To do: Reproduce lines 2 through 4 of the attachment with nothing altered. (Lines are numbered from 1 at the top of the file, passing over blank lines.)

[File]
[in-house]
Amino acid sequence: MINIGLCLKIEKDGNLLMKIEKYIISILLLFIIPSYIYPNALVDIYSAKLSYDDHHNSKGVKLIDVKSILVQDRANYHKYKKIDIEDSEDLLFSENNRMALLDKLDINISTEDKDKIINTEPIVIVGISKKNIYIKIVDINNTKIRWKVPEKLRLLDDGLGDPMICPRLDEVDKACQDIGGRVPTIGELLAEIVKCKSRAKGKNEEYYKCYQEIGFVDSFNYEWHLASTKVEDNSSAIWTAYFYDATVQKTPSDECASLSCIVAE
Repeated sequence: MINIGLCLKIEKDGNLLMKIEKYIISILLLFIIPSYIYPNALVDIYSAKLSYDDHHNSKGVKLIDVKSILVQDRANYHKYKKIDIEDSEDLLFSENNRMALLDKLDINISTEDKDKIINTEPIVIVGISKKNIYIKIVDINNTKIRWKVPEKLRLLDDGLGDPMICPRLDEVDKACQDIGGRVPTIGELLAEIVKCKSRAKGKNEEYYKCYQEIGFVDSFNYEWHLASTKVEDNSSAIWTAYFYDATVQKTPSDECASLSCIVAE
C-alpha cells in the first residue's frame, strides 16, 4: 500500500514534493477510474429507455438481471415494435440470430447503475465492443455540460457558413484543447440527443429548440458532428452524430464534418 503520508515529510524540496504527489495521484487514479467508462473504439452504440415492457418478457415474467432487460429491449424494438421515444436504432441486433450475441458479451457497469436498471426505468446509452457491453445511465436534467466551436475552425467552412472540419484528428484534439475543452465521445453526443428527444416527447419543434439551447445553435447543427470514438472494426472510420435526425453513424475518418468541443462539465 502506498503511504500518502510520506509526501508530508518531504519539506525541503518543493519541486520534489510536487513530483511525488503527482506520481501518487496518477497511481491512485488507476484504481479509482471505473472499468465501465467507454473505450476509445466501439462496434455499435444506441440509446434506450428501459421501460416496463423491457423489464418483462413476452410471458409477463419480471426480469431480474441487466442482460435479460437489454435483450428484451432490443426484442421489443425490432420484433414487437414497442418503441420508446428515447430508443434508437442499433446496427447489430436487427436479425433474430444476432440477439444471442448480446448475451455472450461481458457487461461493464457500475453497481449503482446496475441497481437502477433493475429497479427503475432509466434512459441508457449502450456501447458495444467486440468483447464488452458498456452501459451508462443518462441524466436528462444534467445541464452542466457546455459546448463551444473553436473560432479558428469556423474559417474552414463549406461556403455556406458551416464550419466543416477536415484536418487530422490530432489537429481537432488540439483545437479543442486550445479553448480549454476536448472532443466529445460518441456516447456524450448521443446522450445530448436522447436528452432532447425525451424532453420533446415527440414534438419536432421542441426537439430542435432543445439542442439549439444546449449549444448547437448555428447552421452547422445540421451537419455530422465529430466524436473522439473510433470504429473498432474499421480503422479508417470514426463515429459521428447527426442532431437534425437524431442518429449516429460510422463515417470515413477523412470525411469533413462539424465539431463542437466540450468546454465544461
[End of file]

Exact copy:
Amino acid sequence: MINIGLCLKIEKDGNLLMKIEKYIISILLLFIIPSYIYPNALVDIYSAKLSYDDHHNSKGVKLIDVKSILVQDRANYHKYKKIDIEDSEDLLFSENNRMALLDKLDINISTEDKDKIINTEPIVIVGISKKNIYIKIVDINNTKIRWKVPEKLRLLDDGLGDPMICPRLDEVDKACQDIGGRVPTIGELLAEIVKCKSRAKGKNEEYYKCYQEIGFVDSFNYEWHLASTKVEDNSSAIWTAYFYDATVQKTPSDECASLSCIVAE
Repeated sequence: MINIGLCLKIEKDGNLLMKIEKYIISILLLFIIPSYIYPNALVDIYSAKLSYDDHHNSKGVKLIDVKSILVQDRANYHKYKKIDIEDSEDLLFSENNRMALLDKLDINISTEDKDKIINTEPIVIVGISKKNIYIKIVDINNTKIRWKVPEKLRLLDDGLGDPMICPRLDEVDKACQDIGGRVPTIGELLAEIVKCKSRAKGKNEEYYKCYQEIGFVDSFNYEWHLASTKVEDNSSAIWTAYFYDATVQKTPSDECASLSCIVAE
C-alpha cells in the first residue's frame, strides 16, 4: 500500500514534493477510474429507455438481471415494435440470430447503475465492443455540460457558413484543447440527443429548440458532428452524430464534418 503520508515529510524540496504527489495521484487514479467508462473504439452504440415492457418478457415474467432487460429491449424494438421515444436504432441486433450475441458479451457497469436498471426505468446509452457491453445511465436534467466551436475552425467552412472540419484528428484534439475543452465521445453526443428527444416527447419543434439551447445553435447543427470514438472494426472510420435526425453513424475518418468541443462539465 502506498503511504500518502510520506509526501508530508518531504519539506525541503518543493519541486520534489510536487513530483511525488503527482506520481501518487496518477497511481491512485488507476484504481479509482471505473472499468465501465467507454473505450476509445466501439462496434455499435444506441440509446434506450428501459421501460416496463423491457423489464418483462413476452410471458409477463419480471426480469431480474441487466442482460435479460437489454435483450428484451432490443426484442421489443425490432420484433414487437414497442418503441420508446428515447430508443434508437442499433446496427447489430436487427436479425433474430444476432440477439444471442448480446448475451455472450461481458457487461461493464457500475453497481449503482446496475441497481437502477433493475429497479427503475432509466434512459441508457449502450456501447458495444467486440468483447464488452458498456452501459451508462443518462441524466436528462444534467445541464452542466457546455459546448463551444473553436473560432479558428469556423474559417474552414463549406461556403455556406458551416464550419466543416477536415484536418487530422490530432489537429481537432488540439483545437479543442486550445479553448480549454476536448472532443466529445460518441456516447456524450448521443446522450445530448436522447436528452432532447425525451424532453420533446415527440414534438419536432421542441426537439430542435432543445439542442439549439444546449449549444448547437448555428447552421452547422445540421451537419455530422465529430466524436473522439473510433470504429473498432474499421480503422479508417470514426463515429459521428447527426442532431437534425437524431442518429449516429460510422463515417470515413477523412470525411469533413462539424465539431463542437466540450468546454465544461